Eduard seems to be quite good with there kit specific items, and are designed to fit the kit that is specified. You can use a set designed for XYZ kit on PYT kit, but you'll likely have to do some modification.

 

Only once, have I bought a/m before having the kit. I got a GREAT deal on a fairly extensive set for a 1/48 F-4. It was a $30 set, I got for $4. Took a while, but I finally found a decent deal on that F-4! Otherwise, like Bish said...get the kit, check it out, then decide what it might need.

  • Member since
    June, 2014
  • From: New Braunfels , Texas
Posted by Tanker - Builder on Tuesday, September 12, 2017 9:50 AM

SkyCop ;

 I see your'e from San Antonio . I am just up the road in New Braunfels . I go to Gary Emery at Hill Country Hobby on Bandera road at Ford's Landing . Gary has the books that will help , The knowledge and the Stuff for you to look at firsthand .

Plus there's always Hobby - Town On Vance Jackson off 410 .What do you like to build most ? Start from there . I have always bought the kit and books ( one or two ) then the P.E. . I do not by resin stuff .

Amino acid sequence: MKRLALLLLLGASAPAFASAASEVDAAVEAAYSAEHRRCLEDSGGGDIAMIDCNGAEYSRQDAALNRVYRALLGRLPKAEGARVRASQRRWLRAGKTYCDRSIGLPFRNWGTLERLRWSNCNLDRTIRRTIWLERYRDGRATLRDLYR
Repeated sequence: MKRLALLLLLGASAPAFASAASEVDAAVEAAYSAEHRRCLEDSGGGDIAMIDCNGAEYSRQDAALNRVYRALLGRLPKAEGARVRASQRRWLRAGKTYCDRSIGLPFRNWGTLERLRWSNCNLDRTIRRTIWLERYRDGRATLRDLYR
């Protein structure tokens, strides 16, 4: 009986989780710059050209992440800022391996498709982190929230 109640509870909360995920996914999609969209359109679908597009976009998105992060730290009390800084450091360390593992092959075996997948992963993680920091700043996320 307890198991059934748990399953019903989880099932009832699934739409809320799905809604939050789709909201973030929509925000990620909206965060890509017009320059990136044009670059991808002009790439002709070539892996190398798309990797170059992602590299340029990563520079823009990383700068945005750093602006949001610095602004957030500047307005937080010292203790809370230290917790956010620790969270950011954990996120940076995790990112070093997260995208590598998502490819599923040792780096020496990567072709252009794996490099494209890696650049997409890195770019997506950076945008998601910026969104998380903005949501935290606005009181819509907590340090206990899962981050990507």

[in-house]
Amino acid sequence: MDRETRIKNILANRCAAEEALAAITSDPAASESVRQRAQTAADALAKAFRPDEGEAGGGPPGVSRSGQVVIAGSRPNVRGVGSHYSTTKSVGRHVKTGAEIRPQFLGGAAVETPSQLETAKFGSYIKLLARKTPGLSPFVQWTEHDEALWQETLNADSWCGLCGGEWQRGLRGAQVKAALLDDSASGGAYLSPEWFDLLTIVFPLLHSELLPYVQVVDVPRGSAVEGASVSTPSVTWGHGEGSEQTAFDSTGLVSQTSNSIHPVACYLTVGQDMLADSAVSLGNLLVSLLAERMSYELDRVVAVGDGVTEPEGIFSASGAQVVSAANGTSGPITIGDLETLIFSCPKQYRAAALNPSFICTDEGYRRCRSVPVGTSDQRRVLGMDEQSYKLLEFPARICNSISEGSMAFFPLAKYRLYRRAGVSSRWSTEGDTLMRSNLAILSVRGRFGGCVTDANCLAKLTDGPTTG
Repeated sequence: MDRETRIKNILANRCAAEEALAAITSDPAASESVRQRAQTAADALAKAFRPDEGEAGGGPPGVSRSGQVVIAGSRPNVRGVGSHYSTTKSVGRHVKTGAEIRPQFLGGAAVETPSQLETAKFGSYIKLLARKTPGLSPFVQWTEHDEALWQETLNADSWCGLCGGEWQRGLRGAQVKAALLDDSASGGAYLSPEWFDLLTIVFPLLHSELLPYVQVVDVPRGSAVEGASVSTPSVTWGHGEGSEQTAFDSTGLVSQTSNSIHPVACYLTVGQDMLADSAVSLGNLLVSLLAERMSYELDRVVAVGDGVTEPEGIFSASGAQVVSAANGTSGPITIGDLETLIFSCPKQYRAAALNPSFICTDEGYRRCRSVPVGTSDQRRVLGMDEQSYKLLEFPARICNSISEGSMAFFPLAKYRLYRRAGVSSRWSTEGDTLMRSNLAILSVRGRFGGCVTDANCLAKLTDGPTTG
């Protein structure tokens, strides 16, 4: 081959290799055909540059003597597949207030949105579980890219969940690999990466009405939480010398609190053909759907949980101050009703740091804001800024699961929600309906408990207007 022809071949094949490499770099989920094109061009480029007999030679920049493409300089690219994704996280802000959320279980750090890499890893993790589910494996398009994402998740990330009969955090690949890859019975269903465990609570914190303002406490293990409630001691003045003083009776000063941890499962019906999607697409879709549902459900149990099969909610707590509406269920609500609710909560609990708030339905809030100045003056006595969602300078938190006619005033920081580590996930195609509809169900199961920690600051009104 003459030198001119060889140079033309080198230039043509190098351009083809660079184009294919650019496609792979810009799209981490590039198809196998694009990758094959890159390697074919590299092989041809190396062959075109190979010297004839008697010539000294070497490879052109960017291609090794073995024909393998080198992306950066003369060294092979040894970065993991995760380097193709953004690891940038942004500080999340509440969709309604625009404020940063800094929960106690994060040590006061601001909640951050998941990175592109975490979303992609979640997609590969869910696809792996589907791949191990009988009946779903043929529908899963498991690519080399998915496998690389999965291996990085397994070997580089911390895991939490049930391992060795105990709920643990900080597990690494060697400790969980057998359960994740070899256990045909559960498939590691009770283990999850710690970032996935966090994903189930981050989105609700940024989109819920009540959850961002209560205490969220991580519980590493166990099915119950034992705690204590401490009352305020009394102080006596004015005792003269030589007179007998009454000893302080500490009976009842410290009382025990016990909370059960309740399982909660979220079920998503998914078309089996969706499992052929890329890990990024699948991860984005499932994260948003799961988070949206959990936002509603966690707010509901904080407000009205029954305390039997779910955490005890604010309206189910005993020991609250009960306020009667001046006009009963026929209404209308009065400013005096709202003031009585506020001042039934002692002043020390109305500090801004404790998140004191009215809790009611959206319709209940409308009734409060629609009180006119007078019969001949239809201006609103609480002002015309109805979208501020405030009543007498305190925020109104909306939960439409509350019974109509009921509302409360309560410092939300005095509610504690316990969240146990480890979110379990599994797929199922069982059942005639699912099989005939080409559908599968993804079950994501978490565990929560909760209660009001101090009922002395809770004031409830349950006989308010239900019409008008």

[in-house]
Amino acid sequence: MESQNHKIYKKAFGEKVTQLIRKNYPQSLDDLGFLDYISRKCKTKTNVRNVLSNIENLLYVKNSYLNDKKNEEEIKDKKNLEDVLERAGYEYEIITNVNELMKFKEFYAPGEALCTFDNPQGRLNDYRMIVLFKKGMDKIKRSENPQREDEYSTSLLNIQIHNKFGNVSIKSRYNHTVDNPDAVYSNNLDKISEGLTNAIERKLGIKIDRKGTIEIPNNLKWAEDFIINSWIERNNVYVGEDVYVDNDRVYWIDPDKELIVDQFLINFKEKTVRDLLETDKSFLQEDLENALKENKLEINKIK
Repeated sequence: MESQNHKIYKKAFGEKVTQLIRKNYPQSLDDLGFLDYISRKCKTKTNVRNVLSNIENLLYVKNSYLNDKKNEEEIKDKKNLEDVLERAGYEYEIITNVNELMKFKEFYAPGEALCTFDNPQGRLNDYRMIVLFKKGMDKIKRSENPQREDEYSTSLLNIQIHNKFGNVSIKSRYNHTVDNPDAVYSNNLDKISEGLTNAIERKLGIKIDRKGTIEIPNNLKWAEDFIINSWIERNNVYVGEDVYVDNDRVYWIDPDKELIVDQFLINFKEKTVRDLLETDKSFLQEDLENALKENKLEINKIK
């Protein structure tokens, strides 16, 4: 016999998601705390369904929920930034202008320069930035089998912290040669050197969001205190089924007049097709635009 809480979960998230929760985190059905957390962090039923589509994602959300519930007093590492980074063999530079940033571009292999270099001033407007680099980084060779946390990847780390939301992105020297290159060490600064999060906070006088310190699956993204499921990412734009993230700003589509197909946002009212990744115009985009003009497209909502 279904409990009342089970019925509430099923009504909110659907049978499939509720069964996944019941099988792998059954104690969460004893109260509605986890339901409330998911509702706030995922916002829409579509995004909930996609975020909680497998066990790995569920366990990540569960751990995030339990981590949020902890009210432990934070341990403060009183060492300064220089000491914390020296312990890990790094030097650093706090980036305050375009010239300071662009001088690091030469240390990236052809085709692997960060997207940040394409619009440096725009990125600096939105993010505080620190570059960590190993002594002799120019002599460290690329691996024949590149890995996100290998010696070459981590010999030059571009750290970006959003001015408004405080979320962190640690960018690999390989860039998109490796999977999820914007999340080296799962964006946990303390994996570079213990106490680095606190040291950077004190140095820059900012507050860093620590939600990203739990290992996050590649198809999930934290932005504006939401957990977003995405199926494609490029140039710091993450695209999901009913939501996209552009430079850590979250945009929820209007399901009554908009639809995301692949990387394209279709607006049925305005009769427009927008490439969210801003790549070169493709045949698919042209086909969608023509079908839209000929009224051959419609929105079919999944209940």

I got jimmied into that on the U.S.S. Alabama in 1/350 .Oh Just had to have the resin stuff . I bought it . 60.00$ worth . Guess what ? The Alabama Museum said the Kit right out of the box was correct as built . Now , No resin stuff for me .tried a car .(Not built yet , Beautifully molded parts , But only three of the four correct wheel covers )

 As I said , No More resin . Now I have my favorites of course , everyone does . I like Gold Medal For P.E. Tom's , the same . Eduard , Well them , because of awesome customer service and neat stuff . Consistent quality too .   T.B.

  • Member since
    November, 2009
  • From: Twin Cities of Minnesota
Posted by Don Stauffer on Tuesday, September 12, 2017 10:02 AM